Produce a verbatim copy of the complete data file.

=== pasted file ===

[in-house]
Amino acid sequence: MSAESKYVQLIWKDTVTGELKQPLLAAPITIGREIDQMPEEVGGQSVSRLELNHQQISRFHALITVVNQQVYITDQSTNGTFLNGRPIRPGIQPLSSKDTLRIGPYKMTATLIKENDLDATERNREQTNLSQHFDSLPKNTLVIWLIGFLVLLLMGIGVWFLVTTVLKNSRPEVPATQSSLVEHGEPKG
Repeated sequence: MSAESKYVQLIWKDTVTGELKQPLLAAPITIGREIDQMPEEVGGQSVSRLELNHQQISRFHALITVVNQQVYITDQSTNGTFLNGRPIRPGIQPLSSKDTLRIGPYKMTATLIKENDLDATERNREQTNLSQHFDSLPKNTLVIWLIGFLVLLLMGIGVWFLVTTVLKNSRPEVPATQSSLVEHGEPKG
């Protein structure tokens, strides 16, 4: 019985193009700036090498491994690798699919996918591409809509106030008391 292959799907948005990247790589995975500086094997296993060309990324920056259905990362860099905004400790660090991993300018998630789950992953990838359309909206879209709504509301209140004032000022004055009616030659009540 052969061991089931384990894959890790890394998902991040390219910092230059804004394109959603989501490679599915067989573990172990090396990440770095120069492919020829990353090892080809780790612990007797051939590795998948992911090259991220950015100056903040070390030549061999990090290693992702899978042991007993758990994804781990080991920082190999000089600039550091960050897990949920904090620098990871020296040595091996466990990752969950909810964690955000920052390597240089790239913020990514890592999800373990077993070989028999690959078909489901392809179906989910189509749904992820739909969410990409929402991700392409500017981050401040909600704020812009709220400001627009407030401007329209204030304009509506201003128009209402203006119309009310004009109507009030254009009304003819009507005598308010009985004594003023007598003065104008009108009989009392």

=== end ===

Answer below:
[in-house]
Amino acid sequence: MSAESKYVQLIWKDTVTGELKQPLLAAPITIGREIDQMPEEVGGQSVSRLELNHQQISRFHALITVVNQQVYITDQSTNGTFLNGRPIRPGIQPLSSKDTLRIGPYKMTATLIKENDLDATERNREQTNLSQHFDSLPKNTLVIWLIGFLVLLLMGIGVWFLVTTVLKNSRPEVPATQSSLVEHGEPKG
Repeated sequence: MSAESKYVQLIWKDTVTGELKQPLLAAPITIGREIDQMPEEVGGQSVSRLELNHQQISRFHALITVVNQQVYITDQSTNGTFLNGRPIRPGIQPLSSKDTLRIGPYKMTATLIKENDLDATERNREQTNLSQHFDSLPKNTLVIWLIGFLVLLLMGIGVWFLVTTVLKNSRPEVPATQSSLVEHGEPKG
């Protein structure tokens, strides 16, 4: 019985193009700036090498491994690798699919996918591409809509106030008391 292959799907948005990247790589995975500086094997296993060309990324920056259905990362860099905004400790660090991993300018998630789950992953990838359309909206879209709504509301209140004032000022004055009616030659009540 052969061991089931384990894959890790890394998902991040390219910092230059804004394109959603989501490679599915067989573990172990090396990440770095120069492919020829990353090892080809780790612990007797051939590795998948992911090259991220950015100056903040070390030549061999990090290693992702899978042991007993758990994804781990080991920082190999000089600039550091960050897990949920904090620098990871020296040595091996466990990752969950909810964690955000920052390597240089790239913020990514890592999800373990077993070989028999690959078909489901392809179906989910189509749904992820739909969410990409929402991700392409500017981050401040909600704020812009709220400001627009407030401007329209204030304009509506201003128009209402203006119309009310004009109507009030254009009304003819009507005598308010009985004594003023007598003065104008009108009989009392």